Transparency through the 2% Rule: Arkansas Health Care Association as a Ballot-Question Committee


If you paid attention to the Democrat-Gazette over this past weekend, you might have noticed a story entitled “Morton’s nursing homes ante up,” in which Debra Hale-Shelton noted the spending by Michael Morton in support of the misleadingly named “Health Care Access for Arkansans” ballot question.

A couple things jumped out from that story, however. First, the reporting unintentionally made it sound as if there were a wide variety of donors (though none as big as Morton or the Arkansas Health Care Association), implying that there was some amount of broad support for this poorly disguised tort-reform amendment. In reality, once you account for all of the connections between entities and people, you quickly realize that roughly $275,000 of the $606,610 raised by the ballot-question committee comes from Michael Morton, John Ponthie (Southern Administrative Services), Brandon and Bryan Adams (Reliance Health Care), and Crestpark-owned nursing homes. Throw in the $330,000 from Arkansas Health Care Association and that’s $605,000 out of a possible $606,610. The only way this could be seen as broad support for the initiative would be if Arkansas Health Care Association represented the interests of something other than nursing homes.

Spoiler: They don’t.

But that leads to the second thing that might have jumped out at you from the Dem-Gaz story. Even if Arkansas Health Care Association is, as the story notes, an organization that has roughly 93% of the state’s nursing homes as members, are they really allowed to give $330,000 to a single ballot-question committee? Doesn’t that defeat the transparency that one normally expects from ballot-question committees in terms of where money is coming from?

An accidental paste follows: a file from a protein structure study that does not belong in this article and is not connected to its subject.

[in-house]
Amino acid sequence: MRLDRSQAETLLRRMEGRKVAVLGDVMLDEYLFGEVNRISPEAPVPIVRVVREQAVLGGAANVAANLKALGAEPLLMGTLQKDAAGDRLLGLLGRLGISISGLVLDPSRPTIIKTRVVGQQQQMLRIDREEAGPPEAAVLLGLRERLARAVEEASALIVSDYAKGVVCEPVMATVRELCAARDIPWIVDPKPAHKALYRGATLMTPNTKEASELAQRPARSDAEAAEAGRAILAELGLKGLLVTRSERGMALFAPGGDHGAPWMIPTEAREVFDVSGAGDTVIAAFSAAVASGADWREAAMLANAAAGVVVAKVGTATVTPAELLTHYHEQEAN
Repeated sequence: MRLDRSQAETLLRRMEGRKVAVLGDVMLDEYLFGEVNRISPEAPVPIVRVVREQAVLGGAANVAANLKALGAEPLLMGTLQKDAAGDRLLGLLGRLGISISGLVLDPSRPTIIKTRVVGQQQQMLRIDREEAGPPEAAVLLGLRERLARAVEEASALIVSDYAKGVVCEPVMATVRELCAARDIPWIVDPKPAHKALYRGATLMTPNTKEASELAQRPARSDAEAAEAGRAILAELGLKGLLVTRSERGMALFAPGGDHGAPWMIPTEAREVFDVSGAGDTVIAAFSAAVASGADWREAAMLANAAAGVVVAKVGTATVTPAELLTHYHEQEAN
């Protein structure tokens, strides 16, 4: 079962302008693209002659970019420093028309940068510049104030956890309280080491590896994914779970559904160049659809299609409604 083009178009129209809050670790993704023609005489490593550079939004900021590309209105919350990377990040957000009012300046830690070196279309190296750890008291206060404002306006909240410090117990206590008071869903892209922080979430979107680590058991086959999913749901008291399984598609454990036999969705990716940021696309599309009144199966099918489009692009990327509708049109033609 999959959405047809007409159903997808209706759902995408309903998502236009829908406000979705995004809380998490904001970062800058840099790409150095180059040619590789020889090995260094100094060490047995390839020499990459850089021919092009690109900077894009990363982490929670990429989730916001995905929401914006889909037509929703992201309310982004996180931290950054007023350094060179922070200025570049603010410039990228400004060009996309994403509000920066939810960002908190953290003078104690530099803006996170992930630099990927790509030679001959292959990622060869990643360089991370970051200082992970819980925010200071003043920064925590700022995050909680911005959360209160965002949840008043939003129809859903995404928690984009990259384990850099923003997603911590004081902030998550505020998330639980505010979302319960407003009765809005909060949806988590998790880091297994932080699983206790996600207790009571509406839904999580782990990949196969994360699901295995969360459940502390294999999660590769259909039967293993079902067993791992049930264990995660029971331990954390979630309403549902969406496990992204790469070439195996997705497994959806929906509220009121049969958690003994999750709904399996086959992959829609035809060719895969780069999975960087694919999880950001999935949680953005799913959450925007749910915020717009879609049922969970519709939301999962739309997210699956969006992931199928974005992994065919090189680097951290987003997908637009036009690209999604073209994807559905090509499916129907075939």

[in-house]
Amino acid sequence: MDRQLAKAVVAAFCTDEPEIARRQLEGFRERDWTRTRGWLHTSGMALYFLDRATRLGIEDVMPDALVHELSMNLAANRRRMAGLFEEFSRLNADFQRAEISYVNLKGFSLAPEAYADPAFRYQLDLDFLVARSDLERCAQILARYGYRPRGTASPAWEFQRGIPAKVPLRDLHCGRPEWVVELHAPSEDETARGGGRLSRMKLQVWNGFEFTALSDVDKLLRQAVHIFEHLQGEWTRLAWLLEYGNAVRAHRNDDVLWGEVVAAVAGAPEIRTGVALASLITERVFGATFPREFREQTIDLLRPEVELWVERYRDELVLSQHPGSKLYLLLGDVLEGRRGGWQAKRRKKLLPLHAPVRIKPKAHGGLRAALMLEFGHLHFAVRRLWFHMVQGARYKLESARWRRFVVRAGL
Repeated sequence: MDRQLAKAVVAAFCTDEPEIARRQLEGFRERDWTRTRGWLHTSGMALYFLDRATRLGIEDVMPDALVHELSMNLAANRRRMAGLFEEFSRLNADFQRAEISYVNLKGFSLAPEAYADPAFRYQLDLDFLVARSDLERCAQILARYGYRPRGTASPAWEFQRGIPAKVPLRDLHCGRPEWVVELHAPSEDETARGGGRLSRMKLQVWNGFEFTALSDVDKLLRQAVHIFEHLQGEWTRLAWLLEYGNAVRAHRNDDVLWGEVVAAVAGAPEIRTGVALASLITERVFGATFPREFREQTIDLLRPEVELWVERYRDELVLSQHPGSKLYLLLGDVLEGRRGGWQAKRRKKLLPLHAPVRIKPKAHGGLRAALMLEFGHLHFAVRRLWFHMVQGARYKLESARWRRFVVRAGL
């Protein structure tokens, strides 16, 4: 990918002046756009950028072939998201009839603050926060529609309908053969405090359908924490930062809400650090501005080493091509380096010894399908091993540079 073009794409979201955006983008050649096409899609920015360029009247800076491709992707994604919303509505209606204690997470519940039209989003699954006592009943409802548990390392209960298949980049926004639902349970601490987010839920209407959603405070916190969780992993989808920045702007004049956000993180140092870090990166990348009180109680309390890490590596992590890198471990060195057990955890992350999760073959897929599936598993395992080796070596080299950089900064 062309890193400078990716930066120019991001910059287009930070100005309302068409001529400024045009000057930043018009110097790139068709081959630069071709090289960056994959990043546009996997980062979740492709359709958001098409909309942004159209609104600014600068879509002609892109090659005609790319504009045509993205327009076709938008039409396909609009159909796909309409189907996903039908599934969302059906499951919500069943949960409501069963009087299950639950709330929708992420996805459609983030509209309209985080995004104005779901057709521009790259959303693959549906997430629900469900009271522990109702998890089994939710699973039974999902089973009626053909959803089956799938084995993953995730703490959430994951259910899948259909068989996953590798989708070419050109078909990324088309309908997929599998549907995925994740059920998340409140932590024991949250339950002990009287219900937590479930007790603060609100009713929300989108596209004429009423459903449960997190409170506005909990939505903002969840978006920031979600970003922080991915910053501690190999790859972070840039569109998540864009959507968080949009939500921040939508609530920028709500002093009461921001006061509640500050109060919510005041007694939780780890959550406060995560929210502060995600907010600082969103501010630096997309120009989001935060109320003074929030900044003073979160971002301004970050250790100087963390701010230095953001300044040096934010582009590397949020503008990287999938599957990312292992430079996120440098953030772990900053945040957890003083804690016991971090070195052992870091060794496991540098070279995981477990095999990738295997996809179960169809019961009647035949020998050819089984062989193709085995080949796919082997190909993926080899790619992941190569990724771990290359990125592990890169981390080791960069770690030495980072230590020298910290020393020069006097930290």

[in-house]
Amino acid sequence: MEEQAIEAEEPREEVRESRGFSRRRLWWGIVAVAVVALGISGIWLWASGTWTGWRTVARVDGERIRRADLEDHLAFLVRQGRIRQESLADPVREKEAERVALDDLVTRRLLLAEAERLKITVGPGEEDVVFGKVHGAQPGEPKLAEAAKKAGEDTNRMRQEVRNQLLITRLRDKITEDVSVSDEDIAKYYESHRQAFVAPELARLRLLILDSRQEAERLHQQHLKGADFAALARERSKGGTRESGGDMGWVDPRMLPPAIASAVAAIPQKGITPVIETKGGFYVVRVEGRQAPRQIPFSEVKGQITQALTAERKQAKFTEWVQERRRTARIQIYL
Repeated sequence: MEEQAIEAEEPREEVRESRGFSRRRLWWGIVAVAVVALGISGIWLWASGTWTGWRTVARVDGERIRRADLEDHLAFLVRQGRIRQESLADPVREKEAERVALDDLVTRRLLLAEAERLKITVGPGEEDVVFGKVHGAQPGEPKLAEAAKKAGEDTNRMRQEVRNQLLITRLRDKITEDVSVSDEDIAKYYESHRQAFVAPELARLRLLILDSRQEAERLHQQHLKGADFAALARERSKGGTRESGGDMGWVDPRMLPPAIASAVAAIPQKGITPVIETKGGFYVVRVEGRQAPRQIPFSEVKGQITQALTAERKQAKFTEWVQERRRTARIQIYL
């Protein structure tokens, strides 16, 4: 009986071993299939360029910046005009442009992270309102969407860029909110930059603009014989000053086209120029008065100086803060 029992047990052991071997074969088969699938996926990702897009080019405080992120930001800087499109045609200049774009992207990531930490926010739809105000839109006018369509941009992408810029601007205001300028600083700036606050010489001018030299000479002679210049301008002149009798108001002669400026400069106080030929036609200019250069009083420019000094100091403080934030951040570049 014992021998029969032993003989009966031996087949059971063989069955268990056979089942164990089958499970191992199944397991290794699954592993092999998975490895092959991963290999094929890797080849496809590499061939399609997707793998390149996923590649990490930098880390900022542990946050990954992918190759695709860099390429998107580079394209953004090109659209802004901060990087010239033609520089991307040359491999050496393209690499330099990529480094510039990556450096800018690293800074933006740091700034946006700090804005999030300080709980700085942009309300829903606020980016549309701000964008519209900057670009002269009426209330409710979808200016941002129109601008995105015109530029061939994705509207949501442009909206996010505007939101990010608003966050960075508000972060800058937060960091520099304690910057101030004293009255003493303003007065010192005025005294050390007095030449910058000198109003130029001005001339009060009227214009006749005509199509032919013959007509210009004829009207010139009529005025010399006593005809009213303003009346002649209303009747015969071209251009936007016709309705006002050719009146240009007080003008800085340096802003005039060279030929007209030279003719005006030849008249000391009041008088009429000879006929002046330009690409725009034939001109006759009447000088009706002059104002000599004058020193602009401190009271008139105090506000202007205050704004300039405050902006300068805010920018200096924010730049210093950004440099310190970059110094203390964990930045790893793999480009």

Yes, it absolutely impedes transparency…which is why Arkansas law has an interesting little quirk when it comes to such thing. In addition to the standard definition, Arkansas Code Annotated 7-9-402(2)(B) also defines “ballot question committee” as:

A person other than an individual or an approved political action committee as defined in § 600(a) of these rules, located within or outside Arkansas, also qualifies as a ballot question committee if two percent (2%) or more of its annual revenues, operating expenses, or funds are used to make a contribution or contributions to another ballot question committee and if the contribution or contributions exceed ten thousand dollars ($10,000) in value.

In plain English, if an organization1 contributes money to a ballot-question committee in an amount that is greater than 2% of the organization’s revenue, expenditures, or funds, that organization also becomes a ballot-question committee. In which case, that organization is also required to file the same monthly financial disclosures as any other ballot-question committee.

The last publicly available data for the AHCA is a Form 990 covering 2014 (filed in 2015). That year, the organization’s total revenue was $2,400,790.00 and, for 2013, it was $2,547,350.00. AHCA’s expenditures for 2014 totaled $2,364,685.00, and, for 2013, their expenditures were $2,249,382.00.

Let’s do some math.